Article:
How to bid at an Auction

Are you wondering how to bid at an Auction? Here you will find the answers to frequently asked questions, tips on how to bid and traps to avoid at all costs…

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Auctions can be daunting but they can also be a breath of fresh air in a market (like Wellington) that has been dominated by Tenders for as long as I can remember. Going through a Tender, or any blind-offering, competitive deadline situation can involve a massive amount of guesswork as you try to pitch your offer just right knowing you only have one chance.

The game of picking your price is extremely stressful, trying to make sure you are not so high that you pay too much, and not so low that you miss out on your dream home.

At least with an Auction, you can see exactly what other buyers are prepared to pay and decide accordingly whether you are ‘in’ or ‘out’. Buyers we speak to really appreciate the added transparency of this process.

So what’s the downside?

Some people can get carried away in the heat of an Auction and seem determined to win at all costs. Also, any bid you place is an unconditional offer so you have to have all your ducks in a row before you put your hand up. This can exclude some buyers since some people still feel they need to have a finance condition or don’t want to spend any money completing due diligence if they aren’t sure of getting the house.

While this is a valid concern it’s worth remembering that most properties we sell via Tender are now being won by unconditional offers. So in other words, if you aren’t unconditional then you don’t stand much of a chance in a Tender or Auction situation.

Now that we have that covered. How exactly do you go about bidding at an Auction?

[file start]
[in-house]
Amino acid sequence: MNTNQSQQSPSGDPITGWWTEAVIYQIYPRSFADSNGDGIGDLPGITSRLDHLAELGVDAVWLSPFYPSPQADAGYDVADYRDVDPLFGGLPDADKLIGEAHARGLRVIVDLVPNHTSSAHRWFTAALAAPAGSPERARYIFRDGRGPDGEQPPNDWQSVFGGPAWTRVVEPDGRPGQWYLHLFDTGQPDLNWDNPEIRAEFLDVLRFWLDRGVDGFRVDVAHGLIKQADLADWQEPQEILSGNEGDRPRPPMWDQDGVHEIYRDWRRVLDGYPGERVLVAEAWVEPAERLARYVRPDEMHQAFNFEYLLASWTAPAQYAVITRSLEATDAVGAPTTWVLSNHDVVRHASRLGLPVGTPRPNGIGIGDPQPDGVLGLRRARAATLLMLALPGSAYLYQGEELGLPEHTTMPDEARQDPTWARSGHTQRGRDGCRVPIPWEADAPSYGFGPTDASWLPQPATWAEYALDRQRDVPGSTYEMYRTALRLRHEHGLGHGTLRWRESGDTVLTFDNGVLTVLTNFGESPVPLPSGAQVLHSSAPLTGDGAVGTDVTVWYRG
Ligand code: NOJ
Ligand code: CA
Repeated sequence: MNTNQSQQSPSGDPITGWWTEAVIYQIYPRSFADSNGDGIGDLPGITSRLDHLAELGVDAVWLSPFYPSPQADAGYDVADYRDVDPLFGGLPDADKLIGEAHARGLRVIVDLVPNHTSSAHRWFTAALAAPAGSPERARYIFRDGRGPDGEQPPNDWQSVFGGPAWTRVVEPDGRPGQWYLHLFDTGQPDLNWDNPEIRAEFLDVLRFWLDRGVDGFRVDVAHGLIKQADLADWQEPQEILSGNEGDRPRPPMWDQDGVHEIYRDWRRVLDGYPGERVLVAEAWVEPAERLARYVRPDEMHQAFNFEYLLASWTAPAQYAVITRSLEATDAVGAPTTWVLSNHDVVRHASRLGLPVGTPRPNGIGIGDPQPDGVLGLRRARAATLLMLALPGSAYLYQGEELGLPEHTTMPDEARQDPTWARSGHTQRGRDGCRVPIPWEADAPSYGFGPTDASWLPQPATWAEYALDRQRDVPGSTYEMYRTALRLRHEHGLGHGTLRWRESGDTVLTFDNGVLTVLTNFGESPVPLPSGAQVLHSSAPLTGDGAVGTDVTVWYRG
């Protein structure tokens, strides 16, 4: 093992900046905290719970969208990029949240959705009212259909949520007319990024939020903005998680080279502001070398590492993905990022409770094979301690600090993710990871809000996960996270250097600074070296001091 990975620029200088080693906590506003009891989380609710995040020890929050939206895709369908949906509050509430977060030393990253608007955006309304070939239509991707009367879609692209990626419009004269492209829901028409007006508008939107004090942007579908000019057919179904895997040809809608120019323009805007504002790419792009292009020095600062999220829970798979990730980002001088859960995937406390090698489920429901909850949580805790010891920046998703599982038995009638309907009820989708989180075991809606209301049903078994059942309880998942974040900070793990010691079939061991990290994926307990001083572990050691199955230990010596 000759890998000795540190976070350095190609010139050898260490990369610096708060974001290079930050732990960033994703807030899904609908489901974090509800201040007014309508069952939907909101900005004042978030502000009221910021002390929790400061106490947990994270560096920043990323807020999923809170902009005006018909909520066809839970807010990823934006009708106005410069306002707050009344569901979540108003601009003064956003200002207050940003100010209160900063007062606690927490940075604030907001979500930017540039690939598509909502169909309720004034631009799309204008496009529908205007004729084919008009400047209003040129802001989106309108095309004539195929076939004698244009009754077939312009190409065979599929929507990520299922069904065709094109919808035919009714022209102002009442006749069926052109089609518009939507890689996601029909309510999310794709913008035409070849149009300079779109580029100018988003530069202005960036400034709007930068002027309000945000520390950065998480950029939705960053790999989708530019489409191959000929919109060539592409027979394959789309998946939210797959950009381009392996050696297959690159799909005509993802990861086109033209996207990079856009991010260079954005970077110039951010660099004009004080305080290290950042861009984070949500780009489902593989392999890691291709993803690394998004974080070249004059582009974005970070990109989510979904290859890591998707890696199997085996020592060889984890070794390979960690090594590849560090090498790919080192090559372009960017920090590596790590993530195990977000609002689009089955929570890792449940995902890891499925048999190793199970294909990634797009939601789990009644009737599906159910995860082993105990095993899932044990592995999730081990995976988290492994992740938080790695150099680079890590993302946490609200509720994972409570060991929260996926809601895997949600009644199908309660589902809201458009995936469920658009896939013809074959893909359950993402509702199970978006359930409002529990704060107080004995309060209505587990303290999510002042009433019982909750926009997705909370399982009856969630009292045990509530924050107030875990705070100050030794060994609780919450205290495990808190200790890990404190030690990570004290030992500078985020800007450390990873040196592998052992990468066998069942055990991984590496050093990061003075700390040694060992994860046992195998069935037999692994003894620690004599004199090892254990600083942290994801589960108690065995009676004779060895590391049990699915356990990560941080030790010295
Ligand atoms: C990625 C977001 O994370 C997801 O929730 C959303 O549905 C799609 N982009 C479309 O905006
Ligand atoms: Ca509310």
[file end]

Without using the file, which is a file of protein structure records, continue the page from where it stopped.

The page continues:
5 Steps to get you ready…

Step 1. Research

Once the hammer goes down, the sale is final and you can’t pull out. It is imperative that you do all your homework before the Auction starts. Owners should be providing a LIM, builders report, rental assessment, title etc upfront but if they are not I seriously recommend you invest in these documents before you put your hand up to bid. If they are providing a builders report, we recommend using this as a starting point but encourage you to get your own report on the property as well.

Read: How to read a builders report, and How to read a LIM report

Step 2. Get your finance approved

Most banks will give you a ‘pre-approval’ for finance, which is subject to their ‘final approval’ of the sale and purchase agreement and the particular property you are purchasing, so most buyers rightly believe this means they need a finance condition when they offer. Buyers who bid at an Auction approach their mortgage broker or bank well before the bidding starts and ask for unconditional pre-approval for the particular property they are interested in.

Often banks will provide ‘one-off’ unconditional approval in this situation (up to a certain amount) so you can bid confidently knowing your finance has already been approved.

Click here to listen to my mortgage broker talk about how to make unconditional offers

Note: This is why your conditional offer in a Tender situation is next to pointless in this market. Most buyers are getting themselves in an unconditional situation and beating you to the punch. See my next step before you start doing this though!

Step 3. Consult with your solicitor

Before you put your hand up at an Auction or place an offer on any property you should get legal advice. I personally use Peter Jones from Jones Law. Your solicitor can review the Title, Auction document and LIM report for you to make sure there are no hidden fish hooks you should be aware of and they can help you by providing a rational sounding board in a situation where your emotions could get the better of you.